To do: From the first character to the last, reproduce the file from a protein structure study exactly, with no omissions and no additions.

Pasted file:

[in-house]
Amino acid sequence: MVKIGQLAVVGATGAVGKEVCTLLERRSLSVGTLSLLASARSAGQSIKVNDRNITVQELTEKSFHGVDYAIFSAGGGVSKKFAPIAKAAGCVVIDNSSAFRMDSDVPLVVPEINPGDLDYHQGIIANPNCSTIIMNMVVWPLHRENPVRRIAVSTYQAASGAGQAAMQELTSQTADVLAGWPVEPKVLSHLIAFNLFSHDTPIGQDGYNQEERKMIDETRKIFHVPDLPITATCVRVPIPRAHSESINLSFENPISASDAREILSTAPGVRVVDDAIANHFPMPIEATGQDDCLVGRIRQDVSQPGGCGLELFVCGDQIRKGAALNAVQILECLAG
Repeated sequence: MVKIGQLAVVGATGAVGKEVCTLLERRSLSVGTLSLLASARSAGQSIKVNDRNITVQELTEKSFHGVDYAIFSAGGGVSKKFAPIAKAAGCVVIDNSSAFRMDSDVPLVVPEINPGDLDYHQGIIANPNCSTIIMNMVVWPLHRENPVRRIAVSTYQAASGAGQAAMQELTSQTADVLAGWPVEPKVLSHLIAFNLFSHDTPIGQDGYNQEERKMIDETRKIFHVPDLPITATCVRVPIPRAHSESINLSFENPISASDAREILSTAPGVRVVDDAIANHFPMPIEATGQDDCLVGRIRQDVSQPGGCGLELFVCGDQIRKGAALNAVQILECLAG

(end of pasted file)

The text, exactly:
[in-house]
Amino acid sequence: MVKIGQLAVVGATGAVGKEVCTLLERRSLSVGTLSLLASARSAGQSIKVNDRNITVQELTEKSFHGVDYAIFSAGGGVSKKFAPIAKAAGCVVIDNSSAFRMDSDVPLVVPEINPGDLDYHQGIIANPNCSTIIMNMVVWPLHRENPVRRIAVSTYQAASGAGQAAMQELTSQTADVLAGWPVEPKVLSHLIAFNLFSHDTPIGQDGYNQEERKMIDETRKIFHVPDLPITATCVRVPIPRAHSESINLSFENPISASDAREILSTAPGVRVVDDAIANHFPMPIEATGQDDCLVGRIRQDVSQPGGCGLELFVCGDQIRKGAALNAVQILECLAG
Repeated sequence: MVKIGQLAVVGATGAVGKEVCTLLERRSLSVGTLSLLASARSAGQSIKVNDRNITVQELTEKSFHGVDYAIFSAGGGVSKKFAPIAKAAGCVVIDNSSAFRMDSDVPLVVPEINPGDLDYHQGIIANPNCSTIIMNMVVWPLHRENPVRRIAVSTYQAASGAGQAAMQELTSQTADVLAGWPVEPKVLSHLIAFNLFSHDTPIGQDGYNQEERKMIDETRKIFHVPDLPITATCVRVPIPRAHSESINLSFENPISASDAREILSTAPGVRVVDDAIANHFPMPIEATGQDDCLVGRIRQDVSQPGGCGLELFVCGDQIRKGAALNAVQILECLAG